Bellevue Hospital, its name adopted in 1825, was sorely tested in this period by typhus and cholera epidemics plus the continuing problems of smallpox and yellow fever. A study found filthy conditions, egregious neglect of patients, and positions filled by political patronage. After a second cholera epidemic in 1847, the hospital was put under the control of the College of Physicians and Surgeons. A medical college opened on the site in 1861 and a school of nursing in 1873. By 1870, Bellevue had 1,200 beds. Among its achievements were the following "firsts" in the United States: the first hospital Caesarian section (1867), the first hospital-based ambulance service (1869), the first children's clinic (1874), the first emergency pavilion (1876), the first pathology and bacteriological laboratory (1884), the first in-hospital appendectomy (1887), and the first ambulatory cardiac clinic (1911).
About 1900, the medical college housed at Bellevue merged with New York Medical College to form what became the New York University College of Medicine, Bellevue's primary source of medical staff. Bellevue's first female doctors were admitted in 1914. A pathology building was completed in 1910, a psychopathic building with 500 beds in 1933, and an administration building in 1938. The Children's Psychiatric Service, founded in 1920, developed into the first center in the nation to study autistic children and to train child psychiatrists. The hospital's psychiatric division was turned over to New York University's medical college in 1942. A department of rehabilitation and physical medicine, under New York University auspices, was established after World War II.
By the mid-1950s, Bellevue Hospital was a complex of 14 or 15 buildings with 2,670 beds and an average daily population of about 9,700. Its grounds included its own post office, a state court for commitment proceedings of psychiatric patients, two public schools--including the first public school for emotionally disturbed children located in a public hospital--a prison, several libraries, three chapels, and a mortuary. It was, however, a complex in a state of decay. A master plan drafted in 1957 called for every existing building to be replaced. A 25-story structure, built at a cost of $160 million, was completed in 1973 on the eastern part of the grounds adjoining the administration building. One improvement resulting from the new structure was the replacement of 26-bed wards with rooms that accommodated one, two, or four patients.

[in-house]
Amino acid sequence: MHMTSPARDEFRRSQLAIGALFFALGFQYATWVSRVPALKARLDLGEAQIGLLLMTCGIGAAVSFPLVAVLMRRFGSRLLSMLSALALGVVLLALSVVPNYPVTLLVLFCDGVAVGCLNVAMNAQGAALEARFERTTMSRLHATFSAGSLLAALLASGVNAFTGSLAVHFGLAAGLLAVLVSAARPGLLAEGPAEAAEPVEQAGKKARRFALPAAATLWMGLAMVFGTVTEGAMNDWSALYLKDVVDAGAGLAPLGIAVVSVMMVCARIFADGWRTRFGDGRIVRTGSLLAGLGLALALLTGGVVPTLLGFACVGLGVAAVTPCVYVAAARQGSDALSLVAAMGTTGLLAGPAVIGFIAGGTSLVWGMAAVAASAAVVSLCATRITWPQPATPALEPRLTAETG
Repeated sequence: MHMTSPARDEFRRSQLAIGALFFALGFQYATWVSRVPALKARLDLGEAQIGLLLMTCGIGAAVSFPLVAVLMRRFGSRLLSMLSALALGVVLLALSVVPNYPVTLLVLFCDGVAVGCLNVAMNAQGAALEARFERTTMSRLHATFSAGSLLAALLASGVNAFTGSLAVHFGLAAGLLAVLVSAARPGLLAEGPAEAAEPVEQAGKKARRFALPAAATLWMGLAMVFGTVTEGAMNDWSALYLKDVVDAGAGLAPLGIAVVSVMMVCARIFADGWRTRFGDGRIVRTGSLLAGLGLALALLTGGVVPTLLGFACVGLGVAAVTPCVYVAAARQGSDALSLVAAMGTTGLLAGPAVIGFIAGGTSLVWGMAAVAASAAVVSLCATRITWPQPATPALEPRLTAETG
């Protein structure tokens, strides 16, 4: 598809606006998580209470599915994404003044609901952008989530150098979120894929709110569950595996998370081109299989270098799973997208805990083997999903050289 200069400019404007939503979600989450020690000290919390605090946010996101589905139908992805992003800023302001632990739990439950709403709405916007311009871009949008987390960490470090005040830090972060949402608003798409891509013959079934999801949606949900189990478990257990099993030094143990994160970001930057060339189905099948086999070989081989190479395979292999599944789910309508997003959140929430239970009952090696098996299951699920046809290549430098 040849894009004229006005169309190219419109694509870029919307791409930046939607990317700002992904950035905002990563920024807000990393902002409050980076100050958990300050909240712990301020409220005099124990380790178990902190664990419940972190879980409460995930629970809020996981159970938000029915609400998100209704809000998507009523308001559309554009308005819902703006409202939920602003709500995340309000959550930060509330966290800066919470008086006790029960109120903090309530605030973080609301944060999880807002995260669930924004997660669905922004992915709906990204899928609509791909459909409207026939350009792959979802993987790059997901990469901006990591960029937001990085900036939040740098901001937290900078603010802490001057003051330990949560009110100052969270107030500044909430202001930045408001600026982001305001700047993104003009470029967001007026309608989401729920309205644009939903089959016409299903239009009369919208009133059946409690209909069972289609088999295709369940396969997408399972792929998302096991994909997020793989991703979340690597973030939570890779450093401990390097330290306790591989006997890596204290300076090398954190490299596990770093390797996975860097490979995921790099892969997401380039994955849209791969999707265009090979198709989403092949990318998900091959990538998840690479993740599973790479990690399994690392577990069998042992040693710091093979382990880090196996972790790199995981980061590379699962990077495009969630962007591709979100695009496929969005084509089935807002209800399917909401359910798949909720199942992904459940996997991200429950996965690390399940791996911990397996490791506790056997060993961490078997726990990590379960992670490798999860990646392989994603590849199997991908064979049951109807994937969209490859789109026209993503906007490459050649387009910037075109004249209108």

Other Municipal Hospitals Before 1970
As New York spread northward, Metropolitan and Harlem hospitals were established in the 1870s in upper Manhattan as extensions of Bellevue. (Metropolitan was originally a homeopathic municipal institution on Wards Island). Brooklyn was in the process of becoming a city when Kings County Hospital was founded in 1831 as its first municipal hospital. A Manhattan home for elderly African-Americans developed into the Bronx's first city hospital, now Lincoln Medical and Mental Health Center, in 1902. Queens's biggest municipal hospital, Elmhurst Hospital Center, opened in 1832 on Blackwell's Island (later Welfare Island and now Roosevelt Island) as a facility for prisoners. It later became City Hospital, moved to Queens in 1957, and took its present name in 1988.